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The Internet Businesses Communications Google Privacy Security

HTTP/2 - the IETF Is Phoning It In 161

An anonymous reader writes HTTP/2 is back in the spotlight again. After drawing significant ire over a proposal for officially sanctioned snooping, the IETF is drawing criticism for plowing ahead with its plans for HTTP/2 on an unrealistically short schedule and with an insufficiently clear charter. A few days ago the IETF announced Last Call for comments on the HTTP/2 protocol.

Poul-Henning Kamp writes, "Some will expect a major update to the world's most popular protocol to be a technical masterpiece and textbook example for future students of protocol design. Some will expect that a protocol designed during the Snowden revelations will improve their privacy. Others will more cynically suspect the opposite. There may be a general assumption of 'faster.' Many will probably also assume it is 'greener.' And some of us are jaded enough to see the "2.0" and mutter 'Uh-oh, Second Systems Syndrome.' The cheat sheet answers are: no, no, probably not, maybe, no and yes."

"Given this rather mediocre grade-sheet, you may be wondering why HTTP/2.0 is even being considered as a standard in the first place. The Answer is Politics. Google came up with the SPDY protocol, and since they have their own browser, they could play around as they choose to, optimizing the protocol for their particular needs. SPDY was a very good prototype which showed clearly that there was potential for improvement in a new version of the HTTP protocol. Kudos to Google for that. But SPDY also started to smell a lot like a 'walled garden'."

"The IETF, obviously fearing irrelevance, hastily 'discovered' that the HTTP/1.1 protocol needed an update, and tasked a working group with preparing it on an unrealistically short schedule. This ruled out any basis for the new HTTP/2.0 other than the SPDY protocol. With only the most hideous of SPDY's warts removed, and all other attempts at improvement rejected as 'not in scope,' 'too late,' or 'no consensus,' the IETF can now claim relevance and victory by conceding practically every principle ever held dear in return for the privilege of rubber-stamping Google's initiative."
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HTTP/2 - the IETF Is Phoning It In

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  • by Anonymous Coward

    If the protocol sucks, it'll go mostly unadopted.

    See also: xhtml and arguably ipv6

    • by Anrego ( 830717 ) *

      What made xhtml suck. As a non-web guy who just occasionally dabbles, xhtml seemed like a good idea. Unclosed tags in html always looked ugly, and as far as I can tell, that's really the most notable difference between xhtml and html.

      • Re: (Score:2, Insightful)

        by Anonymous Coward

        The only "bad" thing about XHTML is that it forced web developers to do things properly.

        Web developers are generally total amateurs, or the worst of the worst of the so-called "professionals".

        So expecting them to put even the slightest about of care into their work is just too much. That includes properly closing markup tags.

        XHTML was admired and used very effectively by the very small proportion of real software developers who get stuck dealing with web development now and then.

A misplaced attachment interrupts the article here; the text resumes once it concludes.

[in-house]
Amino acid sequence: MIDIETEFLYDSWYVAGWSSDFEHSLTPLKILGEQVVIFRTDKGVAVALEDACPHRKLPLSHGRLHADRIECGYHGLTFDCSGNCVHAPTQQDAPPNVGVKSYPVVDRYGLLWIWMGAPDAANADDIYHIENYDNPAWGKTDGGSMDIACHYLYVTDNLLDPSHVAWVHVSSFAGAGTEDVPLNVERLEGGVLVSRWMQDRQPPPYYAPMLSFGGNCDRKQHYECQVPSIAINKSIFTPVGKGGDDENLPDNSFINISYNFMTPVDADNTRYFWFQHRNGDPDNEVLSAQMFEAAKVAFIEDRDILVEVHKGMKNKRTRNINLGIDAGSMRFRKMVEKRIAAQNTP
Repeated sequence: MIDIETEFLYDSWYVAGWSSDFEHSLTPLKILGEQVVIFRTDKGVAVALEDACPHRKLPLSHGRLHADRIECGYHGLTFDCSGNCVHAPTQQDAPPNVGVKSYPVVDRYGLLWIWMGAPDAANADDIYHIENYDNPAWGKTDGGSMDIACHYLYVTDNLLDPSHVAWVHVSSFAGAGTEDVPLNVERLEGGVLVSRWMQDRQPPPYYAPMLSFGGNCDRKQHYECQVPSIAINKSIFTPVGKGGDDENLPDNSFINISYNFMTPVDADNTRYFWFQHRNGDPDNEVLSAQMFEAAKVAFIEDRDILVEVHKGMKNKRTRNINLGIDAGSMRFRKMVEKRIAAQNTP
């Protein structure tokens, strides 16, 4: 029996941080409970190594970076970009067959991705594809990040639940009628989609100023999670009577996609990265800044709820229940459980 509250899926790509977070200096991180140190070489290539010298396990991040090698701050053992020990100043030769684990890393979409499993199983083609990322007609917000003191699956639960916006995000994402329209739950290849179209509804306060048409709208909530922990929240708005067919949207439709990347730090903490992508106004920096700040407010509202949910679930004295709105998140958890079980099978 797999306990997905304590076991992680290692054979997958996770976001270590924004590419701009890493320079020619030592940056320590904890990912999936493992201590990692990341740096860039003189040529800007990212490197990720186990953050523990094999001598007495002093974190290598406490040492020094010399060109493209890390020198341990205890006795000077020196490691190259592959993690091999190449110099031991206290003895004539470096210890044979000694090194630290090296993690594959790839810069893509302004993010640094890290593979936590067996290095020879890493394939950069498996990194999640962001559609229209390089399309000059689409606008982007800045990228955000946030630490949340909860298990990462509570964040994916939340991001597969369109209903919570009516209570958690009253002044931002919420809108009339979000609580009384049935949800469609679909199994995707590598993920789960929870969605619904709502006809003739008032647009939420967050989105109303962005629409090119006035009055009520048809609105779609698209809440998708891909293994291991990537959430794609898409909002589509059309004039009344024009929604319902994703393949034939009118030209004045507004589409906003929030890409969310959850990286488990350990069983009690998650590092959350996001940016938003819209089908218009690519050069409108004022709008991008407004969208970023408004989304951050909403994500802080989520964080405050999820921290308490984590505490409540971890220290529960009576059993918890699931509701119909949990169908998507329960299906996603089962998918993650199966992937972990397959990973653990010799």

But a small number of people

        • Re:Shrug (Score:4, Insightful)

          by mwvdlee ( 775178 ) on Friday January 09, 2015 @09:39AM (#48774063) Homepage

          The problem with XHTML is that it would never be able to stand on it's own.
          Even if all web developers started creating perfect XHTML code, we'd still have a huge legacy that would require all the browser kludges XHTML was supposed to fix.
          XHTML is best described as such: http://xkcd.com/927/ [xkcd.com]

          • by allo ( 1728082 )

            you can't use the same cartoon for all matters. this is not a problem of a competing standard.

            • by mwvdlee ( 775178 )

              It's a problem of trying to solve the problem of bad standards by introducing yet another standard, which ends up not replacing any of the old standards.

          • Re:Shrug (Score:4, Interesting)

            by CastrTroy ( 595695 ) on Friday January 09, 2015 @10:44AM (#48774513) Homepage
            The "problem" with HTML and browsers is that they have always worked with, and will always be expected to work with invalid code. Feed invalid code into a C compiler, a Java compiler, or XML interpreter, and if the syntax is incorrect, it will return an error and refuse to process anything. Browsers on the other hand are supposed to take invalid HTML and try to do something useful with it. If browser developers didn't have to spend so much time trying to make their code interpret invalid syntax, they could probably fix a lot of the other bugs that actually affect valid code.
            • by mwvdlee ( 775178 )

              OTOH, A typical web developer has to spend a lot of time trying to create a single HTML codebase that works across all browsers.
              Restrictive syntax validation in browsers wouldn't be as big a problem if all browsers could agree on what that syntax actually does.

            • Browsers on the other hand are supposed to take invalid HTML and try to do something useful with it. If browser developers didn't have to spend so much time trying to make their code interpret invalid syntax, they could probably fix a lot of the other bugs that actually affect valid code.